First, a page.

Back Update on the EDQM review of CEP applications for sartan substances (4 February 2019)

EDQM Strasbourg, France 04/02/2019
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Following new information received recently about the presence of nitrosamine impurities in a drug substance covered by a certificate of suitability (CEP), the EDQM has taken immediate action and suspended

  • CEP R1-CEP 2009-247-Rev 02/losartan potassium, form I, held by HETERO LABS, Limited, due to the detection of low levels of N-nitroso-N-methylamino butyric acid (NMBA) and N-nitroso-diethylamine (NDEA)

until appropriate corrective actions will have been implemented by the company. This is part of the on-going review of the CEP applications and exchange of information with international partners for valsartan and other sartan blood pressure substances (ARBs - Angiotensin II receptor blockers).

The EDQM is currently in the final stage of the review of CEP applications for sartan substances, and is assessing the latest responses from the affected companies. As a result of the review, a number of CEPs have been revised or, where applicable, letters of confirmation sent to the holders. For NDMA and NDEA impurities, tentative limits, set in line with current international standards and in collaboration with international partners, have been used as a basis for assessment. They are described in the table below. The EDQM has also been investigating other impurities such as N-nitrosoethylisopropylamine (EIPNA), N-nitrosodiisopropylamine (DIPNA) and N-nitroso-N-methylamino butyric acid (NMBA). For sartan substances containing either impurity above the tentative limits, the respective CEPs have been suspended, waiting for corrective actions.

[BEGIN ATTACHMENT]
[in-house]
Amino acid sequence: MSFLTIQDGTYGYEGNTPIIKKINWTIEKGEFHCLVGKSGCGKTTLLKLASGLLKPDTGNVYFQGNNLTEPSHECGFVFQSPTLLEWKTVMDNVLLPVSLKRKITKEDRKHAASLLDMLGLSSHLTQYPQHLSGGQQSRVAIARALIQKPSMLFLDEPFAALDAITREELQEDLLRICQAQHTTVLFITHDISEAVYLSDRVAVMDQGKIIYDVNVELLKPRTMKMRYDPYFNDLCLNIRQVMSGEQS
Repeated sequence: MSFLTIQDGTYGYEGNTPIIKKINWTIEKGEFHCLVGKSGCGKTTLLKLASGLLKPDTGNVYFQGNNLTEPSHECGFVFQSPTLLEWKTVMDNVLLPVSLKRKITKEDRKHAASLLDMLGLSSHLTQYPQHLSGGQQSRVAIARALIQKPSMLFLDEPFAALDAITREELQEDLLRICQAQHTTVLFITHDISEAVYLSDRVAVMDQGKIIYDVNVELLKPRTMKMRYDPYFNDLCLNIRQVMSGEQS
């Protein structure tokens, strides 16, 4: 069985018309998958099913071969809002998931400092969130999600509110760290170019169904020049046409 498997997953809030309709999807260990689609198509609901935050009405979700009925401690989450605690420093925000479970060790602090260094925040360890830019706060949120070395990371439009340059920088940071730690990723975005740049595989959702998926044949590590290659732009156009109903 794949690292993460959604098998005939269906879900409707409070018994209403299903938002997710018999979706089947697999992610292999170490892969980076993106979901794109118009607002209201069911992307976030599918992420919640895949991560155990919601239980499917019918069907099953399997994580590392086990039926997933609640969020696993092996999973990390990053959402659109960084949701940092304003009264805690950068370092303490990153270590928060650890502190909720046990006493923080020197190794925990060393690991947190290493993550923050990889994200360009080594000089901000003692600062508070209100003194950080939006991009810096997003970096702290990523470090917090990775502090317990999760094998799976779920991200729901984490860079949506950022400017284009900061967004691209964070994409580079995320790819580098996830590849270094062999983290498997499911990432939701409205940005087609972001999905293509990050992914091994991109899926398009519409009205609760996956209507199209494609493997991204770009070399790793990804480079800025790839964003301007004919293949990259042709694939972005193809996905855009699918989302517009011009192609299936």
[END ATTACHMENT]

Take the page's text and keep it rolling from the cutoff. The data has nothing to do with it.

Temporary limits for NDMA and NDEA impurities:

Active substance (max daily dose) Maximum daily intake (ng) Limit (ppm) Maximum daily intake (ng) Limit (ppm)
Candesartan (32 mg) 96.0 3.000 26.5 0.820
Irbesartan (300 mg) 96.0 0.320 26.5 0.088
Losartan (150 mg) 96.0 0.640 26.5 0.177
Olmesartan (40 mg) 96.0 2.400 26.5 0.663
Valsartan (320 mg) 96.0 0.300 26.5 0.082


The EDQM will align with the recommendation of the CHMP that companies that make sartan substances are being required to review their manufacturing processes so that they do not produce nitrosamine impurities. Manufacturers of these substances will have a transition period to make the necessary changes to their manufacturing processes and to put in place testing regimes able to detect the smallest amounts of these impurities during which the strict temporary limits listed above will apply. After this transition period, companies will have to demonstrate that their sartan substances have no quantifiable levels of these impurities (less than 0.03 ppm). The CEP applications will have to be revised accordingly via the relevant revision process. The EDQM will contact individually the CEP holders with instructions in the near future.

Nitrosamine impurities can be formed due to the synthetic process used to manufacture valsartan and other ARB substances or they may be introduced into the active substance when recovered materials which are contaminated with these impurities are used in a manufacturing process. Holders of CEPs are reminded that they should immediately inform EDQM of any contamination found in valsartan and other ARBs manufactured and supplied using a CEP.

Nitrosamine compounds are classified as a probable human carcinogens (substances that may cause cancer).

While patients should limit exposure to nitrosamine impurities, some of these impurities exist in other ingested products, such as some charcoal grilled food items. It is important to minimise the risk to patients of ingesting these impurities in the medicines they take whilst also ensuring that there are medicines available to be taken for potentially life threatening conditions. For this reason, anyone concerned about these impurities in a medicine they are taking should discuss this with their healthcare professionals (pharmacists, doctors etc.) before deciding to stop taking their medicine. In addition, the vast majority of these ARB medicines do not contain these impurities.